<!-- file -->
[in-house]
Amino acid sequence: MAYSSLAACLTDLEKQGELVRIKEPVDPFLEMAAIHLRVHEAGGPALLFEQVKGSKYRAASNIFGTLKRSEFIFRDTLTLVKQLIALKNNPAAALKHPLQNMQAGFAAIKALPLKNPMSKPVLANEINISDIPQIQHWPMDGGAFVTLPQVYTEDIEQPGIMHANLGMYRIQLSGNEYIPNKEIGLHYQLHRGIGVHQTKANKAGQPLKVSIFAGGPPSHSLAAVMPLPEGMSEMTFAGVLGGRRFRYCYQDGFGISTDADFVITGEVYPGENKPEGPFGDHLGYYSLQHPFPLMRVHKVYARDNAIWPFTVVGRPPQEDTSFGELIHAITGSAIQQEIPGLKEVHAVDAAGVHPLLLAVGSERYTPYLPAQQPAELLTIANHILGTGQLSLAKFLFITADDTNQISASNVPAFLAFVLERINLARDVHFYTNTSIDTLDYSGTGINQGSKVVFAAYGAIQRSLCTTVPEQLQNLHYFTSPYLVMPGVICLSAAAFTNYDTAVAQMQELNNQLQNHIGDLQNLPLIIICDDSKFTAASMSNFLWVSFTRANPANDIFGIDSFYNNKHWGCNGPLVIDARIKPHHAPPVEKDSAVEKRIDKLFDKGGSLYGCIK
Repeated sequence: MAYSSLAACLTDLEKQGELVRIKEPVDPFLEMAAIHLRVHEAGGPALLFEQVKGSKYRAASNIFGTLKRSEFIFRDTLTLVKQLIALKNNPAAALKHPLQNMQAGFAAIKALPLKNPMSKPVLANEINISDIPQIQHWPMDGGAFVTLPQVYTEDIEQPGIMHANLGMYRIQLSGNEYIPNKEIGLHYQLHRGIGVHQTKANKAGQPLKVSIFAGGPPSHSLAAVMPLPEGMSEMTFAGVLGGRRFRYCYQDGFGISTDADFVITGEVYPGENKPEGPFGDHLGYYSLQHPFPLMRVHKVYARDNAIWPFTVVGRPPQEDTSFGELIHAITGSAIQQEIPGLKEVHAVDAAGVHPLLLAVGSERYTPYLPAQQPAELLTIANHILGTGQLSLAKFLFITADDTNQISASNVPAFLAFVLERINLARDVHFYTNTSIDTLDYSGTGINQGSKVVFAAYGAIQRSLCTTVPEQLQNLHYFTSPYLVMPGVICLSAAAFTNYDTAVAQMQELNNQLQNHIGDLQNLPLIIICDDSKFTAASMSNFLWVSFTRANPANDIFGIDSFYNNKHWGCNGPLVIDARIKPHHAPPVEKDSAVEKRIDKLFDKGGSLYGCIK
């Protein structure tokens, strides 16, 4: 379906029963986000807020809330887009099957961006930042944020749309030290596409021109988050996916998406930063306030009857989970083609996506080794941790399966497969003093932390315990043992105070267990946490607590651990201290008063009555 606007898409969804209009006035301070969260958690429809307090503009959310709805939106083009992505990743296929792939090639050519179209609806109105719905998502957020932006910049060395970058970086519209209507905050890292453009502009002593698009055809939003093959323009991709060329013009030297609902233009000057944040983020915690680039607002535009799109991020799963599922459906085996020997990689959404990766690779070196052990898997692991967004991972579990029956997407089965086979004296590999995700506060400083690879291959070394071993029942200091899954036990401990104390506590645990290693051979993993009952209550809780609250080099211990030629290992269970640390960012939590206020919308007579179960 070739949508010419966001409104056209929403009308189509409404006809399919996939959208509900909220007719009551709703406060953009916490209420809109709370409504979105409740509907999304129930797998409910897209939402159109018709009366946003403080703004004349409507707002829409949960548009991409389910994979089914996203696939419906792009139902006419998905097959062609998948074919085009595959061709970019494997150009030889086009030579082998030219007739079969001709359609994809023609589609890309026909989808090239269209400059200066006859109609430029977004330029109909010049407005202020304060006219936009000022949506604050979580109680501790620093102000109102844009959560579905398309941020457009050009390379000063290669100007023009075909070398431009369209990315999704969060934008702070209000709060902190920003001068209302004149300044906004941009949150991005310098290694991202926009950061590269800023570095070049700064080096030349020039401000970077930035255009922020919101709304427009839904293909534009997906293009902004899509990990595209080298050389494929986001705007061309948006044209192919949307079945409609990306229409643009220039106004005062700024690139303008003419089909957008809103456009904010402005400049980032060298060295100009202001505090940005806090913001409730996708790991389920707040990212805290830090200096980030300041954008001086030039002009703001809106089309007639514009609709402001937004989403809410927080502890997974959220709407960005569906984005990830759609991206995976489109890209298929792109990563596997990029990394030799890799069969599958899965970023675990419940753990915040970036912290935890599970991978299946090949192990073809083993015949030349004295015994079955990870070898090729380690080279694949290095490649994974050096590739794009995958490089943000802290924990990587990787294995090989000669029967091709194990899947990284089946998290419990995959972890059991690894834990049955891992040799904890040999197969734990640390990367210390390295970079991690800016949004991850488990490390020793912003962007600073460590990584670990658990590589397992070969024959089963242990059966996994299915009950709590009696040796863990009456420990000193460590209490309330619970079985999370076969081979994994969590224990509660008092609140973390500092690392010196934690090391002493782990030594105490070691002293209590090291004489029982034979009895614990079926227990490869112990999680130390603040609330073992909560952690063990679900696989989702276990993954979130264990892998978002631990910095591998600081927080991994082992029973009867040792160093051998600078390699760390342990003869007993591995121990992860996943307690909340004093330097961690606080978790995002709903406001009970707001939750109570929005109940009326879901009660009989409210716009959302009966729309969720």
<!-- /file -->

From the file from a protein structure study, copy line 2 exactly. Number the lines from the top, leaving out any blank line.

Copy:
Amino acid sequence: MAYSSLAACLTDLEKQGELVRIKEPVDPFLEMAAIHLRVHEAGGPALLFEQVKGSKYRAASNIFGTLKRSEFIFRDTLTLVKQLIALKNNPAAALKHPLQNMQAGFAAIKALPLKNPMSKPVLANEINISDIPQIQHWPMDGGAFVTLPQVYTEDIEQPGIMHANLGMYRIQLSGNEYIPNKEIGLHYQLHRGIGVHQTKANKAGQPLKVSIFAGGPPSHSLAAVMPLPEGMSEMTFAGVLGGRRFRYCYQDGFGISTDADFVITGEVYPGENKPEGPFGDHLGYYSLQHPFPLMRVHKVYARDNAIWPFTVVGRPPQEDTSFGELIHAITGSAIQQEIPGLKEVHAVDAAGVHPLLLAVGSERYTPYLPAQQPAELLTIANHILGTGQLSLAKFLFITADDTNQISASNVPAFLAFVLERINLARDVHFYTNTSIDTLDYSGTGINQGSKVVFAAYGAIQRSLCTTVPEQLQNLHYFTSPYLVMPGVICLSAAAFTNYDTAVAQMQELNNQLQNHIGDLQNLPLIIICDDSKFTAASMSNFLWVSFTRANPANDIFGIDSFYNNKHWGCNGPLVIDARIKPHHAPPVEKDSAVEKRIDKLFDKGGSLYGCIK